Top 10 Victorian Classics in Miniature Part 1

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26 July 2011
imports_HAC_faintingcouch_50622.gif Fainting Couch
Discover the design must-have miniatures of the Victorian age to decorate your 1/12th scale home so that it's fit for a queen. ...
Top 10 Victorian Classics in Miniature Part 1 Images



The fainting couch, chaise longue, or day bed was vital in a Victorian home to accommodate swooning ladies. The Victorians had the technology to make overstuffed furniture using upholstery springs and layered padding. These one armed sofas were covered in dark luxurious fabrics which hid the soot stains from the newly installed gas lighting. This miniature version comes from miniature upholsterer Kris Compas. Website:


The omnium was a symbol of status, whether called by this name or alternatives, whatnot or etagere, these little shelf units were prized by middle-class ladies wanting to display their wealth. Upon them were placed curios and ornaments. They could be floor standing or wall mounted, and had at least 3 shaped shelves and carved and turned supports. Dark wood was preferred, walnut, mahogany and stained oak. This omnium is from Bespaq and is available from S P Miniatures. Website:


What better way to fill your whatnot than with a few items of prestigious and expensive cranberry or ruby glass. Its popularity went sky high in Victorian times, not least because the colour is achieved by the addition of real gold to the glass manufacturing process. Miniature glassblowers Glasscraft employ some of the same techniques that were used to create Victorian cranberry glass and have a huge range to choose from. Website:



It is no secret that the Victorians loved ornamentation and extravagance in theirhomes. This can be demonstrated by the use of trompe l'oeil, literally meaning a trick of the eye. Victorians created painted marble effects and wood graining onto furniture and interior features, whilst owners of grand houses went one step further with painted wall and ceiling panels to mimic faraway exotic vistas and dramatic sky-scapes. Some of these are now available in miniautre from


The concept of having sets of furniture really took off in Victoria's reign, but it was the bedroom suite that grabbed everyone's attention due to particular items of furniture which were de rigueur at the time. The most fashionable beadstead to have was a half tester, which brought with it improvements in health due to its open nature compared to the previous curtained four-poster versions. The dressing table of choice was the Duchesse model with a toilet mirror above. Both used fabric and matching fabrics for bed canopy and dressing table would be draped in swags, trimmed with lace, and these would be extended to the curtains, wall coverings, mantle shelf trimmings, and table coverings. This style is available from Reverie Miniatures. Website:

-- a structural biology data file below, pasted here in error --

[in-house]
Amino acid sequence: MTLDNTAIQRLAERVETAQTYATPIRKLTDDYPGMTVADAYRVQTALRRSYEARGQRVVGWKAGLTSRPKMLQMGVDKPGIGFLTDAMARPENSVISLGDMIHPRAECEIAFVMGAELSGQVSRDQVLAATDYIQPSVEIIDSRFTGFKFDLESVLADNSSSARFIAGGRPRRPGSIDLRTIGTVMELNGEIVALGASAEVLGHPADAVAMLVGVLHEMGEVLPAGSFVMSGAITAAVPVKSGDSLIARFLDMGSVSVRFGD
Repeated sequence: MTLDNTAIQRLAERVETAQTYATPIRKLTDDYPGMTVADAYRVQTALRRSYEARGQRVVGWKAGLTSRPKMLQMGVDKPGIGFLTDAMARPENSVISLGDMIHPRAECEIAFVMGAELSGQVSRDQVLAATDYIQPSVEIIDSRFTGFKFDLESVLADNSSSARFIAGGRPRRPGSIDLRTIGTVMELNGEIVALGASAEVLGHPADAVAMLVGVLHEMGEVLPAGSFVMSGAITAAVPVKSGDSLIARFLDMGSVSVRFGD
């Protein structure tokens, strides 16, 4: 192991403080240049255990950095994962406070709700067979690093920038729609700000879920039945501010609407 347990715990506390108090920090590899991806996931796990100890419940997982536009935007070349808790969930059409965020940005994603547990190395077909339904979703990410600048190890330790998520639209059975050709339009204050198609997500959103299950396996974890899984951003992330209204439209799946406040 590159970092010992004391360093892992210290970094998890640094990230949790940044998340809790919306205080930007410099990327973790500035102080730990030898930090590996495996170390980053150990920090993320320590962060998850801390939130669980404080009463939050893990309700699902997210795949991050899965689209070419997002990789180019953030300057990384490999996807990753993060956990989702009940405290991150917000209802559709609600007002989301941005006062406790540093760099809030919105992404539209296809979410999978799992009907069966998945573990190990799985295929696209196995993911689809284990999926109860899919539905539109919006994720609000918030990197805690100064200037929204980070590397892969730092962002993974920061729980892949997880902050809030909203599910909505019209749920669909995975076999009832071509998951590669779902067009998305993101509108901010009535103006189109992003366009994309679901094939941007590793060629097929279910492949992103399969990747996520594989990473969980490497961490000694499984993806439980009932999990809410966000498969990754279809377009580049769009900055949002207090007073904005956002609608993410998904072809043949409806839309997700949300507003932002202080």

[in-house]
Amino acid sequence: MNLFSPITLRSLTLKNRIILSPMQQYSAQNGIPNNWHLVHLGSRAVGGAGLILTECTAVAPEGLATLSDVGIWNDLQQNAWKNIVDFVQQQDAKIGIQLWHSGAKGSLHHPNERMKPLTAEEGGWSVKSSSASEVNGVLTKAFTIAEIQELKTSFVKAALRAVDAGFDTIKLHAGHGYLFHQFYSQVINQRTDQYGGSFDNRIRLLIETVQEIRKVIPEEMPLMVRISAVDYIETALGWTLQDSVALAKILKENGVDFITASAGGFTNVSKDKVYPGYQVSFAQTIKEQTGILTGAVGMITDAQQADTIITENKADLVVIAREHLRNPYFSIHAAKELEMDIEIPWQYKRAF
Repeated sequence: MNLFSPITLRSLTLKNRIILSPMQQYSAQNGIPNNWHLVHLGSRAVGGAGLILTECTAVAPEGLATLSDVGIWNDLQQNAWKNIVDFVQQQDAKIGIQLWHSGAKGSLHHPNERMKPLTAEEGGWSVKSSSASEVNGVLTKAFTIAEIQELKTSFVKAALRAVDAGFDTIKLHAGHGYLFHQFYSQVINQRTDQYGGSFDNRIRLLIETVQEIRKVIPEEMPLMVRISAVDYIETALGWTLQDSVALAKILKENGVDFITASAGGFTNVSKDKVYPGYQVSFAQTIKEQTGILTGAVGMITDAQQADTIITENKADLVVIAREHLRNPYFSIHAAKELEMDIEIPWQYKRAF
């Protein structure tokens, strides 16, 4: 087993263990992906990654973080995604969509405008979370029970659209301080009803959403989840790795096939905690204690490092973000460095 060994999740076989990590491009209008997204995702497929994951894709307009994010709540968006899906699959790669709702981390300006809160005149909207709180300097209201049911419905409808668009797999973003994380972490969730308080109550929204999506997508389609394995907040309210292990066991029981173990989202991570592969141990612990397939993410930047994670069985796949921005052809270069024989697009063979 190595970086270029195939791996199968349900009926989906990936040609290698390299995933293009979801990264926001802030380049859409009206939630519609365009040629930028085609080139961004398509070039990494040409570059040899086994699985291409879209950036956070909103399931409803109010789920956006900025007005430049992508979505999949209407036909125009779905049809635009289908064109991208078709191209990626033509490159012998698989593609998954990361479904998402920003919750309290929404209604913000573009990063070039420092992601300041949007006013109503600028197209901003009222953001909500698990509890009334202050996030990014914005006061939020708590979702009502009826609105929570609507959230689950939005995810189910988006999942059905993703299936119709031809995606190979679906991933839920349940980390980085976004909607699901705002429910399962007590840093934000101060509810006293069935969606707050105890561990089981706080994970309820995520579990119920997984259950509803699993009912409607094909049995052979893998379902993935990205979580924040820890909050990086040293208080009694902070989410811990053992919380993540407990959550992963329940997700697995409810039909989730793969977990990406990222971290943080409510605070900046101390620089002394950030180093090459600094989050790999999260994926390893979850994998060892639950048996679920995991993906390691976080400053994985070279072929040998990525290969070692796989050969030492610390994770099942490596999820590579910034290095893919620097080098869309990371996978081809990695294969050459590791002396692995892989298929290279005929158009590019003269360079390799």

Sewing and embroidery were considered appropriate pastimes for respectable Victorian ladies, so much so that the sewing table became a regular sight in cultured homes of the period. This lacquered Chinoiserie style trumpet work box has a lift up lid, recessed compartments, and the classic tapered shape, and is available from Piccole Tentazioni. Website:

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Another favourite for the omnium is 19th century Dresden porcelain. It was gilded, patterned and painted and harked back to classical times with its Rococo influences. Often in the form of candlesticks and figurines, it came from dozens of factories in Germany, but these 1/12th scale pieces are from Literature in Miniature. Website:


Also known as a platform rocker, this chair by H & A G Alexander & Co. Ltd revolutionised the use of rocking chairs in the home. Due to advancements in design, the seat now rocked above a platform on metal springs, rather than the whole chair moving on gliders. There was less damage done to walls, surrounding furniture and floors than with a traditional rocker, and less floor space was therefore needed to house the chair. This miniature chair is made by Colin Bird. Website:



In an age of high morals, and where the sexes were often segregated, the modesty screen was a key item at a lady's disposal. Where husband and wife HAD to share a bedroom, the screen was used for dressing behind. Ladies may also have washed behind it whilst they entertained guests in their bedroom, as this room often doubled as a parlour. Women were encouraged to decorate screens with embroidery, painting or decoupage. This miniature version is from Claire James at The Pedlars Tray. Website:


By the 1890's Minton floor tiles were a familiar sight in hallways of Victorian villas and terraced houses alike. Utilising revival gothic designs, featuring a repeating pattern and edged by several borders of tiles in related designs. The more complicated the pattern, the more expensive it would be to lay, so homeowners liked to dazzle their visitors with a display of wealth in the hallways of their homes. This Victorian Tile paper is from Dolls House Wallpaper. Website:


This article was originally published in Dolls House and Miniature Scene magazine issue 206. If you enjoy reading such articles, why not buy yourself a copy of the magazine, or better still, why not take out a subscription so that you never miss another issue. For fans of Facebook and Twitter, please use the buttons at the top of this feature to share it with your friends.

There are several other article available on our website covering the favourite miniature pieces from various eras, please take a moment to browse the following pages:


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